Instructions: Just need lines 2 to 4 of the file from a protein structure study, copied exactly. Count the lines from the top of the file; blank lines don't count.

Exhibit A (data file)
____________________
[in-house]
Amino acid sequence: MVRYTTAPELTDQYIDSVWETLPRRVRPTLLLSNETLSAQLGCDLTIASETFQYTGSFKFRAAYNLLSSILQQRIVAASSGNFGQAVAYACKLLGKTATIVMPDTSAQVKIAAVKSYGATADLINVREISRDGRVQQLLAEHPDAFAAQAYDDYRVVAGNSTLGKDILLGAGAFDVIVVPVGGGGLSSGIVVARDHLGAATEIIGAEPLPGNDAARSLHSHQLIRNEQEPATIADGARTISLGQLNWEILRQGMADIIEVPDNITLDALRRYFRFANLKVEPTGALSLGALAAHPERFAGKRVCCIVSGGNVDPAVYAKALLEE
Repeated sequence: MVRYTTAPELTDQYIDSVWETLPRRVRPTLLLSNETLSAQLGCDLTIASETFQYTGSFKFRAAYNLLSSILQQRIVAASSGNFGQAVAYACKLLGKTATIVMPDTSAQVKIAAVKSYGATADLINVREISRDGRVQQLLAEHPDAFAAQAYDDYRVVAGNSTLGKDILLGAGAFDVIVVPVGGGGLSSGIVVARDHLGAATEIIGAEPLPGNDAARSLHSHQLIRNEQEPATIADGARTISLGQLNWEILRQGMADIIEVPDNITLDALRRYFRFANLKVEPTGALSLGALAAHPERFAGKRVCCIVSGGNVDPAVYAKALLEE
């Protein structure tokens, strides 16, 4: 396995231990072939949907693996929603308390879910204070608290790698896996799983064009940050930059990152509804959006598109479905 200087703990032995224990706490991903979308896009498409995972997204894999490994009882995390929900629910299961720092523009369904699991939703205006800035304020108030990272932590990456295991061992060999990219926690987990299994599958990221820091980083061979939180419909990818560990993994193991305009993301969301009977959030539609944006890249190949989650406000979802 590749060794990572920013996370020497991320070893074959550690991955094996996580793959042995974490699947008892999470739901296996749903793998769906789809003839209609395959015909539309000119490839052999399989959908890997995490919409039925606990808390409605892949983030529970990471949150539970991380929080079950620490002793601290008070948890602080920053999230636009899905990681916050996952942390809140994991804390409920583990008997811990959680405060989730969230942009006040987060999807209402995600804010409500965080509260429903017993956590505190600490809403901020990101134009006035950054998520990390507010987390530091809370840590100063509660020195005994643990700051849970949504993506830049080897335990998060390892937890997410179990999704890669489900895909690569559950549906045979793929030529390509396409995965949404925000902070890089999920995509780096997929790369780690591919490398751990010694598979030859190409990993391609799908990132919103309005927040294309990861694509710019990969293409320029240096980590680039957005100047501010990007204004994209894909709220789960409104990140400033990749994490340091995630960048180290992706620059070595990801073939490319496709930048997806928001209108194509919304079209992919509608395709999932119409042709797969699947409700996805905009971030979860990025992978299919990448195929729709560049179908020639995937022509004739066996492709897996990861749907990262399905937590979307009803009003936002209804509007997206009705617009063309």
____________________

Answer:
Amino acid sequence: MVRYTTAPELTDQYIDSVWETLPRRVRPTLLLSNETLSAQLGCDLTIASETFQYTGSFKFRAAYNLLSSILQQRIVAASSGNFGQAVAYACKLLGKTATIVMPDTSAQVKIAAVKSYGATADLINVREISRDGRVQQLLAEHPDAFAAQAYDDYRVVAGNSTLGKDILLGAGAFDVIVVPVGGGGLSSGIVVARDHLGAATEIIGAEPLPGNDAARSLHSHQLIRNEQEPATIADGARTISLGQLNWEILRQGMADIIEVPDNITLDALRRYFRFANLKVEPTGALSLGALAAHPERFAGKRVCCIVSGGNVDPAVYAKALLEE
Repeated sequence: MVRYTTAPELTDQYIDSVWETLPRRVRPTLLLSNETLSAQLGCDLTIASETFQYTGSFKFRAAYNLLSSILQQRIVAASSGNFGQAVAYACKLLGKTATIVMPDTSAQVKIAAVKSYGATADLINVREISRDGRVQQLLAEHPDAFAAQAYDDYRVVAGNSTLGKDILLGAGAFDVIVVPVGGGGLSSGIVVARDHLGAATEIIGAEPLPGNDAARSLHSHQLIRNEQEPATIADGARTISLGQLNWEILRQGMADIIEVPDNITLDALRRYFRFANLKVEPTGALSLGALAAHPERFAGKRVCCIVSGGNVDPAVYAKALLEE
């Protein structure tokens, strides 16, 4: 396995231990072939949907693996929603308390879910204070608290790698896996799983064009940050930059990152509804959006598109479905 200087703990032995224990706490991903979308896009498409995972997204894999490994009882995390929900629910299961720092523009369904699991939703205006800035304020108030990272932590990456295991061992060999990219926690987990299994599958990221820091980083061979939180419909990818560990993994193991305009993301969301009977959030539609944006890249190949989650406000979802 590749060794990572920013996370020497991320070893074959550690991955094996996580793959042995974490699947008892999470739901296996749903793998769906789809003839209609395959015909539309000119490839052999399989959908890997995490919409039925606990808390409605892949983030529970990471949150539970991380929080079950620490002793601290008070948890602080920053999230636009899905990681916050996952942390809140994991804390409920583990008997811990959680405060989730969230942009006040987060999807209402995600804010409500965080509260429903017993956590505190600490809403901020990101134009006035950054998520990390507010987390530091809370840590100063509660020195005994643990700051849970949504993506830049080897335990998060390892937890997410179990999704890669489900895909690569559950549906045979793929030529390509396409995965949404925000902070890089999920995509780096997929790369780690591919490398751990010694598979030859190409990993391609799908990132919103309005927040294309990861694509710019990969293409320029240096980590680039957005100047501010990007204004994209894909709220789960409104990140400033990749994490340091995630960048180290992706620059070595990801073939490319496709930048997806928001209108194509919304079209992919509608395709999932119409042709797969699947409700996805905009971030979860990025992978299919990448195929729709560049179908020639995937022509004739066996492709897996990861749907990262399905937590979307009803009003936002209804509007997206009705617009063309």